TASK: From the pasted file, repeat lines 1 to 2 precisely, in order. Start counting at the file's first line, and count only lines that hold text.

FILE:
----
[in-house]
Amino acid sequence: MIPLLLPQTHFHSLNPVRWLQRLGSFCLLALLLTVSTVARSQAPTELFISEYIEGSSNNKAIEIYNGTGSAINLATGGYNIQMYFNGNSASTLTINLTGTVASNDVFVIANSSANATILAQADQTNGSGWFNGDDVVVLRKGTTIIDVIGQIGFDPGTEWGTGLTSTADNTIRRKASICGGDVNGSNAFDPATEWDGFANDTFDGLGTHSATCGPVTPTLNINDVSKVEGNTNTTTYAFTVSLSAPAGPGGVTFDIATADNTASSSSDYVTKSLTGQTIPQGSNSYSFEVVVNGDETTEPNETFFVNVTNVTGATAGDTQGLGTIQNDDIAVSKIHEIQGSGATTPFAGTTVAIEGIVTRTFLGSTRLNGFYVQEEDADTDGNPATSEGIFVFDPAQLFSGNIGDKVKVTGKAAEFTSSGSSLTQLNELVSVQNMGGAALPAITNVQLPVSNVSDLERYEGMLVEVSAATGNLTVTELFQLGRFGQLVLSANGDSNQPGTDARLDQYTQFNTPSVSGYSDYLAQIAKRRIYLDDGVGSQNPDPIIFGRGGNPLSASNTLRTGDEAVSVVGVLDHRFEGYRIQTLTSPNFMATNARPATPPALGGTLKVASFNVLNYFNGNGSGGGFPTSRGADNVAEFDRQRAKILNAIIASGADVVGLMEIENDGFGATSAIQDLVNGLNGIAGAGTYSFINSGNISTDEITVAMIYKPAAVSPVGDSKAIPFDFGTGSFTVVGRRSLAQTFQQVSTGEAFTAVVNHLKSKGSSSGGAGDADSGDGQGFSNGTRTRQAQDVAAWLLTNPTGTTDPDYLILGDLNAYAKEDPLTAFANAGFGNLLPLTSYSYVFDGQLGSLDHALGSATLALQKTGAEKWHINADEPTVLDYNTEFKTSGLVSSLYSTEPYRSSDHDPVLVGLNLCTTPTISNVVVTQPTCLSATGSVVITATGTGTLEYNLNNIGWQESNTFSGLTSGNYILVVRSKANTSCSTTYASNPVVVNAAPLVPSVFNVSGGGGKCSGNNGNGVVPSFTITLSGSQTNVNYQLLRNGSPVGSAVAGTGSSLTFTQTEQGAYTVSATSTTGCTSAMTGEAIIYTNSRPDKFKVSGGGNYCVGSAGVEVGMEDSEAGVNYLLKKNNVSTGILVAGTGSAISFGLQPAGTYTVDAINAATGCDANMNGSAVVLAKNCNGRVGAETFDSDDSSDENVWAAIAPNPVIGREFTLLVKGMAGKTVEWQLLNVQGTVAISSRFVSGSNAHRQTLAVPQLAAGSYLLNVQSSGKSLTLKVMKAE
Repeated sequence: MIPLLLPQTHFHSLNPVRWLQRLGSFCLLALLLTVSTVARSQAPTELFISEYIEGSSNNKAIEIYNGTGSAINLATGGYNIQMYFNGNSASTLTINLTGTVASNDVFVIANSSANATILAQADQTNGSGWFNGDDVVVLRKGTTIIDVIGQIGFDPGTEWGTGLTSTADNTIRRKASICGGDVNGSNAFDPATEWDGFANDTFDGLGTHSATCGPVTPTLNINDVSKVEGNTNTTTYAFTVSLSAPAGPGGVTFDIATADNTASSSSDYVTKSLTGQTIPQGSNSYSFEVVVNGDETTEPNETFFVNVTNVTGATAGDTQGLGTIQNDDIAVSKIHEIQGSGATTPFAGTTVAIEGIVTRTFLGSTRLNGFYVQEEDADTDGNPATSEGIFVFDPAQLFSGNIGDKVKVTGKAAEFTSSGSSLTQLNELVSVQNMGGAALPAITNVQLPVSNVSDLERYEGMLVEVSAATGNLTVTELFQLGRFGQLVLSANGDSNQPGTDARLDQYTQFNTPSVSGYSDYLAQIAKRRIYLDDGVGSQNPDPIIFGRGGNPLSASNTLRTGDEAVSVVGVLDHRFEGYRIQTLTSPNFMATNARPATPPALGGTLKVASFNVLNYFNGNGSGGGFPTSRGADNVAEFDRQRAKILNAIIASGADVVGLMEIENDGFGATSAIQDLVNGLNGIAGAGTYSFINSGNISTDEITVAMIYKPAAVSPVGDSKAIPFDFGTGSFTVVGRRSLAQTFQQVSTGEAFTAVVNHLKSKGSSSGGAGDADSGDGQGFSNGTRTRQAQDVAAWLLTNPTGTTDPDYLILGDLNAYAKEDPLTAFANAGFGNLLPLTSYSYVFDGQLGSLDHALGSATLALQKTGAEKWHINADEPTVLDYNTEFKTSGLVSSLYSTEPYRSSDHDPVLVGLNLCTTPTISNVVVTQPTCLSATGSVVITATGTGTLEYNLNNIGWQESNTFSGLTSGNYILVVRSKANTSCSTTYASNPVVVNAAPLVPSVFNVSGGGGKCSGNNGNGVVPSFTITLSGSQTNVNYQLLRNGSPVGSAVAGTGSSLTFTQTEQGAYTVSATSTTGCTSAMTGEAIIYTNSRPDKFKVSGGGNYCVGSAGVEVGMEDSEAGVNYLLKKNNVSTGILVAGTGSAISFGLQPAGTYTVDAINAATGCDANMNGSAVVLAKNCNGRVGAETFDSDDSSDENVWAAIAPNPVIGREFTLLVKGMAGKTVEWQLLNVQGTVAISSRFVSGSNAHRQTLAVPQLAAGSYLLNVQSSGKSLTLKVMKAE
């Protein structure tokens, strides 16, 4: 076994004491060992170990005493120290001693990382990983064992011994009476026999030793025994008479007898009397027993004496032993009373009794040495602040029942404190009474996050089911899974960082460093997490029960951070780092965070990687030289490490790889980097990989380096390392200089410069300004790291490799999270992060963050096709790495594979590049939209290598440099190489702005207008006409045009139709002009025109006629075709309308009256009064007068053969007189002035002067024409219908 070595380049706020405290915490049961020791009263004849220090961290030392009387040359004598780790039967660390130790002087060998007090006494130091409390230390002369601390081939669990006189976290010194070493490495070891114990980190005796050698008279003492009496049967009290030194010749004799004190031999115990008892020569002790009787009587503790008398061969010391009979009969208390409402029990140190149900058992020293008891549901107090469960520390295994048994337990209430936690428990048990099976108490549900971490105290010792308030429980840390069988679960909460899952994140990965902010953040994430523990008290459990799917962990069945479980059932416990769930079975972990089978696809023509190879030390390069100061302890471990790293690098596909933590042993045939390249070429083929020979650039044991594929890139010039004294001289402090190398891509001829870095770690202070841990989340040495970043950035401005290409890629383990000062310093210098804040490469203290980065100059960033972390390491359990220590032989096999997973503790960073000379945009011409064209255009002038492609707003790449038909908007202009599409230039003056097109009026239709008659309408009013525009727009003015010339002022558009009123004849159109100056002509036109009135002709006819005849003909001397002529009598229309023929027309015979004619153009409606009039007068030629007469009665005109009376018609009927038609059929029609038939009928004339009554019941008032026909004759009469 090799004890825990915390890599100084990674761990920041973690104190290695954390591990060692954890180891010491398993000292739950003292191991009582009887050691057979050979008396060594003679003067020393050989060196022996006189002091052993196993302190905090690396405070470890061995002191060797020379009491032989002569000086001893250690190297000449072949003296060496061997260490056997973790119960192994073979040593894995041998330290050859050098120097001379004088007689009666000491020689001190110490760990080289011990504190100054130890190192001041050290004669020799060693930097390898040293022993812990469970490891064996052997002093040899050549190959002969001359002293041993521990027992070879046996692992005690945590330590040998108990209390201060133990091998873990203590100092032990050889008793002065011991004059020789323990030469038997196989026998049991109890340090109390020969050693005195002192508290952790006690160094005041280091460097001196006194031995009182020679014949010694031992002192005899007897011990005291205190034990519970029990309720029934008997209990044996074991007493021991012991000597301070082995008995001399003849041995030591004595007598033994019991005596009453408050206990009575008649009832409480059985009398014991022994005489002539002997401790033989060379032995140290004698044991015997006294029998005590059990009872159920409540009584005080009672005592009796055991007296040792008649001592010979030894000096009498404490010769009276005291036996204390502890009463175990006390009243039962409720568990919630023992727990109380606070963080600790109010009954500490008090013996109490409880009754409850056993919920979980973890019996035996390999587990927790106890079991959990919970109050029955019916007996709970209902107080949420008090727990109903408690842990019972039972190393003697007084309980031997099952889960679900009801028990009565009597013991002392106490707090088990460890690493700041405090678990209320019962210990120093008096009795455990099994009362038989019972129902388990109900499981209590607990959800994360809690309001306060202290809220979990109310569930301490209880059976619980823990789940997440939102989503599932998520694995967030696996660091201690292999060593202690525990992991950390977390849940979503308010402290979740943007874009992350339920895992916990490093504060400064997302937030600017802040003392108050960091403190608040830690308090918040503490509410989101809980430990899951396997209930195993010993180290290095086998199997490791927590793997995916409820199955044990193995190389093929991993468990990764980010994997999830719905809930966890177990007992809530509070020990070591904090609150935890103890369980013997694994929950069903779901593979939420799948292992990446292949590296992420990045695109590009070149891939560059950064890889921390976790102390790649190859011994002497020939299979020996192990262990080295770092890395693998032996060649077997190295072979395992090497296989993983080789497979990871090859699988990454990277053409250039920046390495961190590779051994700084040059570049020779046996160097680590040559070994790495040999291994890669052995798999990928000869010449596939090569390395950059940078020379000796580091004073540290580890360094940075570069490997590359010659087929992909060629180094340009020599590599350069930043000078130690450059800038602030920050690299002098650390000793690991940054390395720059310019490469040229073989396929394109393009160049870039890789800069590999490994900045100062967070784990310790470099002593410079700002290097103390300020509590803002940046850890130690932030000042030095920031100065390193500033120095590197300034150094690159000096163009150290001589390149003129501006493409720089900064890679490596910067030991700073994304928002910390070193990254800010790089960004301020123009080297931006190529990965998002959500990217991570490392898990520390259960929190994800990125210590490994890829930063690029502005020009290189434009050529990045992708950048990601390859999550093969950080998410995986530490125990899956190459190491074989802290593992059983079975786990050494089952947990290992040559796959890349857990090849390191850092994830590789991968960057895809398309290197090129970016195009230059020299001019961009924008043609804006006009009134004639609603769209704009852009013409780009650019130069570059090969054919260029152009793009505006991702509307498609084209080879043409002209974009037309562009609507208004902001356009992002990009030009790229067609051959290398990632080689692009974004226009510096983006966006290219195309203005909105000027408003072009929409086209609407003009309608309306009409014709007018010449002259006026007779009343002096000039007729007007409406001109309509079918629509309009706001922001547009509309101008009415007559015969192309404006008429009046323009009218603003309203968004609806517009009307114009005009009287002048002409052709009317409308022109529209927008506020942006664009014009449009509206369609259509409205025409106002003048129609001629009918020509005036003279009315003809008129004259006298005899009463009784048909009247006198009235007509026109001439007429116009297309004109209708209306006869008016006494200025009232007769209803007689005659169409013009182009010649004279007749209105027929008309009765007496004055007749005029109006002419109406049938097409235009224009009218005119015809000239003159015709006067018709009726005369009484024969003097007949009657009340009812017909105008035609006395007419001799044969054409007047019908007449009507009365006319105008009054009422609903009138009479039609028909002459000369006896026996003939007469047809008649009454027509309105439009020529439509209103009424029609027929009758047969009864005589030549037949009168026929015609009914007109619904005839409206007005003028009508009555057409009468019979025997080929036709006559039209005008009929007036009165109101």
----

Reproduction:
[in-house]
Amino acid sequence: MIPLLLPQTHFHSLNPVRWLQRLGSFCLLALLLTVSTVARSQAPTELFISEYIEGSSNNKAIEIYNGTGSAINLATGGYNIQMYFNGNSASTLTINLTGTVASNDVFVIANSSANATILAQADQTNGSGWFNGDDVVVLRKGTTIIDVIGQIGFDPGTEWGTGLTSTADNTIRRKASICGGDVNGSNAFDPATEWDGFANDTFDGLGTHSATCGPVTPTLNINDVSKVEGNTNTTTYAFTVSLSAPAGPGGVTFDIATADNTASSSSDYVTKSLTGQTIPQGSNSYSFEVVVNGDETTEPNETFFVNVTNVTGATAGDTQGLGTIQNDDIAVSKIHEIQGSGATTPFAGTTVAIEGIVTRTFLGSTRLNGFYVQEEDADTDGNPATSEGIFVFDPAQLFSGNIGDKVKVTGKAAEFTSSGSSLTQLNELVSVQNMGGAALPAITNVQLPVSNVSDLERYEGMLVEVSAATGNLTVTELFQLGRFGQLVLSANGDSNQPGTDARLDQYTQFNTPSVSGYSDYLAQIAKRRIYLDDGVGSQNPDPIIFGRGGNPLSASNTLRTGDEAVSVVGVLDHRFEGYRIQTLTSPNFMATNARPATPPALGGTLKVASFNVLNYFNGNGSGGGFPTSRGADNVAEFDRQRAKILNAIIASGADVVGLMEIENDGFGATSAIQDLVNGLNGIAGAGTYSFINSGNISTDEITVAMIYKPAAVSPVGDSKAIPFDFGTGSFTVVGRRSLAQTFQQVSTGEAFTAVVNHLKSKGSSSGGAGDADSGDGQGFSNGTRTRQAQDVAAWLLTNPTGTTDPDYLILGDLNAYAKEDPLTAFANAGFGNLLPLTSYSYVFDGQLGSLDHALGSATLALQKTGAEKWHINADEPTVLDYNTEFKTSGLVSSLYSTEPYRSSDHDPVLVGLNLCTTPTISNVVVTQPTCLSATGSVVITATGTGTLEYNLNNIGWQESNTFSGLTSGNYILVVRSKANTSCSTTYASNPVVVNAAPLVPSVFNVSGGGGKCSGNNGNGVVPSFTITLSGSQTNVNYQLLRNGSPVGSAVAGTGSSLTFTQTEQGAYTVSATSTTGCTSAMTGEAIIYTNSRPDKFKVSGGGNYCVGSAGVEVGMEDSEAGVNYLLKKNNVSTGILVAGTGSAISFGLQPAGTYTVDAINAATGCDANMNGSAVVLAKNCNGRVGAETFDSDDSSDENVWAAIAPNPVIGREFTLLVKGMAGKTVEWQLLNVQGTVAISSRFVSGSNAHRQTLAVPQLAAGSYLLNVQSSGKSLTLKVMKAE